Let's Talk Science highlights Waterloo volunteer Zaid Al-Dabbagh

Tuesday, September 22, 2015

Zaid Al-Dabbagh at Science Outreach booth

Although Zaid has only been volunteering with Let’s Talk Science in Waterloo for a short time, he is already connecting with new people and inspiring them with science, technology, engineering and math (STEM).  

Time volunteering with Let’s Talk Science: 8 months

Area of study: Honours Science - 4th Year

Inspirational Moment: It's very hard to choose one. While every visit brings a unique and amazing experience, I find the reaction we receive from kids to be the most rewarding. While my role in most of these activities is to be a mentor for younger students, I must admit that I have learned a great deal and have grown both as a person and a potential educator.

I was amazed at how attentive, eager, well engaged, and most importantly, how creative many of those kids are. I have learned how to effectively communicate and deliver information of educational value to students of any age.

My most inspirational and fulfilling moments come together while watching kids work collaboratively and apply what I teach them with great enthusiasm during any of the hands-on activities. I am always astonished with the end product and attentive questions they ask along the way.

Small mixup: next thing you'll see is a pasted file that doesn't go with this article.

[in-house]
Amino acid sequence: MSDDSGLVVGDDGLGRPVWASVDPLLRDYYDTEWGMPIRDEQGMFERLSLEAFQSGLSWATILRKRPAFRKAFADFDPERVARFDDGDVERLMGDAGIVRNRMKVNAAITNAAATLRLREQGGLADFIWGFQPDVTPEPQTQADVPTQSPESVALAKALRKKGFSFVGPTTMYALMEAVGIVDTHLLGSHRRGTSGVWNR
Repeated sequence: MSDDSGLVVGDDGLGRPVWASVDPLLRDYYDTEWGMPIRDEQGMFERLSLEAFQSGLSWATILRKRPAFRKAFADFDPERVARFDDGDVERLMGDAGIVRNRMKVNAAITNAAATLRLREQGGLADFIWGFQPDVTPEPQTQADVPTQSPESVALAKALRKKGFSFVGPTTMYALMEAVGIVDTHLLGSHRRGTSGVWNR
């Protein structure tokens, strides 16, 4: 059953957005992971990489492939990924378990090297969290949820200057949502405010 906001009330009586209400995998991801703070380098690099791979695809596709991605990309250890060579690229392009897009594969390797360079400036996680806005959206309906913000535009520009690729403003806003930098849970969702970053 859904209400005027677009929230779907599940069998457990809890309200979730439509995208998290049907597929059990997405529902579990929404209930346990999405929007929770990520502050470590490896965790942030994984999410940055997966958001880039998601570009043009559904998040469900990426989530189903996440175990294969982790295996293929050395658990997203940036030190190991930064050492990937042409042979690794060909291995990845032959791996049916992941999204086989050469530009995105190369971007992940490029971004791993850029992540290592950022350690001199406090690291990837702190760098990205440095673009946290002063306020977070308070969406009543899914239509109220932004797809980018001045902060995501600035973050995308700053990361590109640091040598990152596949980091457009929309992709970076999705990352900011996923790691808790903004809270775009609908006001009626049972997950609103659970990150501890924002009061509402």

Needless to say, leaving a school as kids high-five and call you "The Scientist" after experiencing the difference you made in their classroom is one of the most rewarding and inspirational feelings to an undergraduate science student.

Favourite Let’s Talk Science volunteering activity: Crime Labs!

Why do you volunteer with Let’s Talk Science?: I believe the best use of my free time is helping to educate the youth in my community as well as sharing my passion for science and showing them how fun it could be along the way.

Let's Talk Science has also helped me feel more connected and part of a community in which I’ve lived in for over six years. Other than getting the chance to visit many of the schools and libraries both in the region and rural areas surrounding it, I met and networked with various people in my community including parents, teachers, and other volunteers in my own university.

Let's Talk Science has been a very rewarding and a very important experience in my undergrad, and I am looking forward to staying involved the best way I can.

‘Fun fact’: Tardigrades are the oldest living animal. They can live anywhere, including space!

Zaid was highlighted by Let's Talk Science as one of their featured volunteers.

If you are interested in Waterloo Let's Talk Science please complete the Volunteer with Science Form.